Study Shows Veterans May Be at Risk for Aging at Accelerated Rate

iStockphoto/Thinkstock(NEW YORK) -- Men and women who serve their country come home every day only to suffer from mild traumatic brain injury and post-traumatic stress disorder.  And now there is increasing evidence that there are even more negative consequences to their time in the military: early signs of conditions that are typically seen in older people.

Preliminary research on veterans and active-duty members of the military shows that symptoms like hypertension, elevated cholesterol and glucose levels, and obesity, which are typically seen in older Americans, are plaguing members of the military at a much earlier age, according to Regina McGlinchey, co-director of the Transitional Research Center for TBI and Stress Disorders (TRACTS).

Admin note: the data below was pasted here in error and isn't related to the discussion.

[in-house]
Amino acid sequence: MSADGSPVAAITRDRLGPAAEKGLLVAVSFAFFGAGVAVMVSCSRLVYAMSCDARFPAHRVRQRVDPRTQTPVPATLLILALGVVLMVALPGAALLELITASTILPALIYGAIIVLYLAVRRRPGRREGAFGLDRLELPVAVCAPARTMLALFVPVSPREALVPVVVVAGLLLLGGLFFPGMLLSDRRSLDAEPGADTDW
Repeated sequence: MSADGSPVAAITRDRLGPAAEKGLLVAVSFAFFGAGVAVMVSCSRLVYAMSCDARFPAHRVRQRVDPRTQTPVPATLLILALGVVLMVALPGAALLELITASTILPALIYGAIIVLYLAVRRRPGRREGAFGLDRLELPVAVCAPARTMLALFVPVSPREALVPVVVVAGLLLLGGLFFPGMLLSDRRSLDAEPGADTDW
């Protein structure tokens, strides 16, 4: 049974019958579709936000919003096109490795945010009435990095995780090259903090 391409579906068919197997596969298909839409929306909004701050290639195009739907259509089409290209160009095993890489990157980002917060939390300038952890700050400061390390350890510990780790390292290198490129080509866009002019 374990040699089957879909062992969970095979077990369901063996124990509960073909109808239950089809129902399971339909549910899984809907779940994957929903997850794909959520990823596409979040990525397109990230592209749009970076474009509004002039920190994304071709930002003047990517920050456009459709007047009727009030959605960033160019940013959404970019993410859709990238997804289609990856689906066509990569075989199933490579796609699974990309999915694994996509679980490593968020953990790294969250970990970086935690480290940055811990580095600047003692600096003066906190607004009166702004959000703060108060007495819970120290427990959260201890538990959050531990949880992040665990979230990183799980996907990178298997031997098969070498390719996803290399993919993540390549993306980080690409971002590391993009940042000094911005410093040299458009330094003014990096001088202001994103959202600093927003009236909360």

“Other work prior to this has shown a link between PTSD and risk for metabolic syndrome,” said Dr. Ann Rasmusson, a research affiliate with the National Center for PTSD and TRACTS.  "We think that there may be common underlying risk factors for both, plus the trauma and stress they are exposed to may also have influence on cardiovascular risk.”

The center, which began testing veterans who suffer from brain injuries and PTSD in 2010, has seen more than 270 veterans and active-duty members. The center sees veterans of all ages, but the focus has been on those in their 20s and early 30s.

“People are coming in and have one or more of those risk factors, even in very young soldiers,” Rasmusson said. “It’s usually the kind of thing that happens when you’re 45 or 50 and you get a wake-up call. That doesn’t usually happen to people in their 20s.”

“What we are finding is alarming,” McGlinchey said. “We weren’t prepared for the numbers we’ve seen.”